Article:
SYRIA: Harsh crackdown on dissidents


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Times are dire for political dissidents in Syria. Riad Seif and his companions called for peaceful democratic change last year. Shortly afterward, several months of detention and interrogations began for the dozen democracy advocates.

They were, consequently, accused of conspiring to destabilize the country.

And on Wednesday, the verdict was finally proclaimed. The leading intellectuals were sentenced to 30 months in prison, a decision, described by human rights organizations, as another evidence of Damascus’ suppression of political freedom.


Syria has been ruled solely by the Baath party under a state of emergency laws for decades now.

According to the New York-based Human Rights Watch, the trial was a “mere cover to legitimize the government’s repression of opposition groups and peaceful critics.”

Seif and the 11 other activists, including doctors, lawyers and writers, were convicted on charges of “weakening national sentiment” and “spreading false or exaggerated news which would affect the morale of the country.”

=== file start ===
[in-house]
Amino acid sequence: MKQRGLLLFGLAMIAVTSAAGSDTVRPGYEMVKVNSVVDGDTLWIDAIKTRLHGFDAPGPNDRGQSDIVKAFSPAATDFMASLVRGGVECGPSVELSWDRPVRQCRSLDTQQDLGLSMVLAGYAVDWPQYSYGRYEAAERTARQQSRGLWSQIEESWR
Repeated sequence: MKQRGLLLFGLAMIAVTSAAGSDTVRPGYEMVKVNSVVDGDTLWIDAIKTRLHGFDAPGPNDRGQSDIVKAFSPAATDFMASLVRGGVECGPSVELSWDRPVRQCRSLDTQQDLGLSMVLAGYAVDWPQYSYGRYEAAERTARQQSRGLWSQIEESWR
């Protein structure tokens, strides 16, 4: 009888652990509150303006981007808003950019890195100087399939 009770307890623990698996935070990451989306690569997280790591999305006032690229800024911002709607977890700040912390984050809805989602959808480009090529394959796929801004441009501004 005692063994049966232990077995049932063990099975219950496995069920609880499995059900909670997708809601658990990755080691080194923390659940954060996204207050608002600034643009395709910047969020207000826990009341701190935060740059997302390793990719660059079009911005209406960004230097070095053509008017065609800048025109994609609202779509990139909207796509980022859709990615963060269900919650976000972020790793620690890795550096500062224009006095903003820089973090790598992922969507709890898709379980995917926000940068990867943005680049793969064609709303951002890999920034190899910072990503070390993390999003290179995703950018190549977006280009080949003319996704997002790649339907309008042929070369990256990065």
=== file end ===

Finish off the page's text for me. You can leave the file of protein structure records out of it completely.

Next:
The entire sentencing session lasted for 20 minutes.

One of the convicted activists, Yasser Eiti, a 40-year-old physician and poet, was quoted as saying during the trial by the HRW:

The right to freedom of expression is a sacred right, and to give it up is to give up one’s humanity, and I defend my right and the right of any Syrian citizen in his freedom of expression.

A description of the trial was posted on a website run from London by a Syrian dissident group, the Movement for Justice and Development:


The courtroom, which was filled with relatives, supporters and Western diplomats, exploded in riotous clapping after the [suspects] standing in the dock held hands and chanted: ‘Long live Syria, free for all its citizens’ and ‘A free Syria deserves all sacrifice.’

-- Raed Rafei in Beirut

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